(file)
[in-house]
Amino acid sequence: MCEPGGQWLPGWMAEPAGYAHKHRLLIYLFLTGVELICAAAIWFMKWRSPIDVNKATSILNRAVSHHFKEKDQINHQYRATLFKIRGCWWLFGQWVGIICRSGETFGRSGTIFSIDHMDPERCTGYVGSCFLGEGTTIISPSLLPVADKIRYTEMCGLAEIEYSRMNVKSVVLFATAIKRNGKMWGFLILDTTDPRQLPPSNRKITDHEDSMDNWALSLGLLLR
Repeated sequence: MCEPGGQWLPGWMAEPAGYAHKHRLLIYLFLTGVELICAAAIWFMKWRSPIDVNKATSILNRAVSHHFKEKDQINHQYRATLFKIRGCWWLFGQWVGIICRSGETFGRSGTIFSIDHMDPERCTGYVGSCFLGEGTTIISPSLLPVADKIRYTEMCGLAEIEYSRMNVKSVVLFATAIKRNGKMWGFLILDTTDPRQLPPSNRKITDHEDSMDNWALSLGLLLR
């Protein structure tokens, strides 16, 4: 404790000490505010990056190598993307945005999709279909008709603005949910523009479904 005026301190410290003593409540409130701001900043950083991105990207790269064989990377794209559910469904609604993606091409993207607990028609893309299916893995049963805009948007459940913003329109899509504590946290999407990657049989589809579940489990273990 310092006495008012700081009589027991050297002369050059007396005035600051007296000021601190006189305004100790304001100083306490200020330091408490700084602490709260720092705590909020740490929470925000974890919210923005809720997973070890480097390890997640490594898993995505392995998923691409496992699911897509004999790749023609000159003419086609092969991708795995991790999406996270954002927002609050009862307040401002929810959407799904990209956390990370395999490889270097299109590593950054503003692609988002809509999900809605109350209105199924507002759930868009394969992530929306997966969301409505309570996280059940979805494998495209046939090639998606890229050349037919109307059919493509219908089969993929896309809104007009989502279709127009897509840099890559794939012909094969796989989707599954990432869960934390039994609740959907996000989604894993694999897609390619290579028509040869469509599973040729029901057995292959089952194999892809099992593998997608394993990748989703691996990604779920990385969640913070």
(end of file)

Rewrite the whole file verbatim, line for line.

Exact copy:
[in-house]
Amino acid sequence: MCEPGGQWLPGWMAEPAGYAHKHRLLIYLFLTGVELICAAAIWFMKWRSPIDVNKATSILNRAVSHHFKEKDQINHQYRATLFKIRGCWWLFGQWVGIICRSGETFGRSGTIFSIDHMDPERCTGYVGSCFLGEGTTIISPSLLPVADKIRYTEMCGLAEIEYSRMNVKSVVLFATAIKRNGKMWGFLILDTTDPRQLPPSNRKITDHEDSMDNWALSLGLLLR
Repeated sequence: MCEPGGQWLPGWMAEPAGYAHKHRLLIYLFLTGVELICAAAIWFMKWRSPIDVNKATSILNRAVSHHFKEKDQINHQYRATLFKIRGCWWLFGQWVGIICRSGETFGRSGTIFSIDHMDPERCTGYVGSCFLGEGTTIISPSLLPVADKIRYTEMCGLAEIEYSRMNVKSVVLFATAIKRNGKMWGFLILDTTDPRQLPPSNRKITDHEDSMDNWALSLGLLLR
């Protein structure tokens, strides 16, 4: 404790000490505010990056190598993307945005999709279909008709603005949910523009479904 005026301190410290003593409540409130701001900043950083991105990207790269064989990377794209559910469904609604993606091409993207607990028609893309299916893995049963805009948007459940913003329109899509504590946290999407990657049989589809579940489990273990 310092006495008012700081009589027991050297002369050059007396005035600051007296000021601190006189305004100790304001100083306490200020330091408490700084602490709260720092705590909020740490929470925000974890919210923005809720997973070890480097390890997640490594898993995505392995998923691409496992699911897509004999790749023609000159003419086609092969991708795995991790999406996270954002927002609050009862307040401002929810959407799904990209956390990370395999490889270097299109590593950054503003692609988002809509999900809605109350209105199924507002759930868009394969992530929306997966969301409505309570996280059940979805494998495209046939090639998606890229050349037919109307059919493509219908089969993929896309809104007009989502279709127009897509840099890559794939012909094969796989989707599954990432869960934390039994609740959907996000989604894993694999897609390619290579028509040869469509599973040729029901057995292959089952194999892809099992593998997608394993990748989703691996990604779920990385969640913070």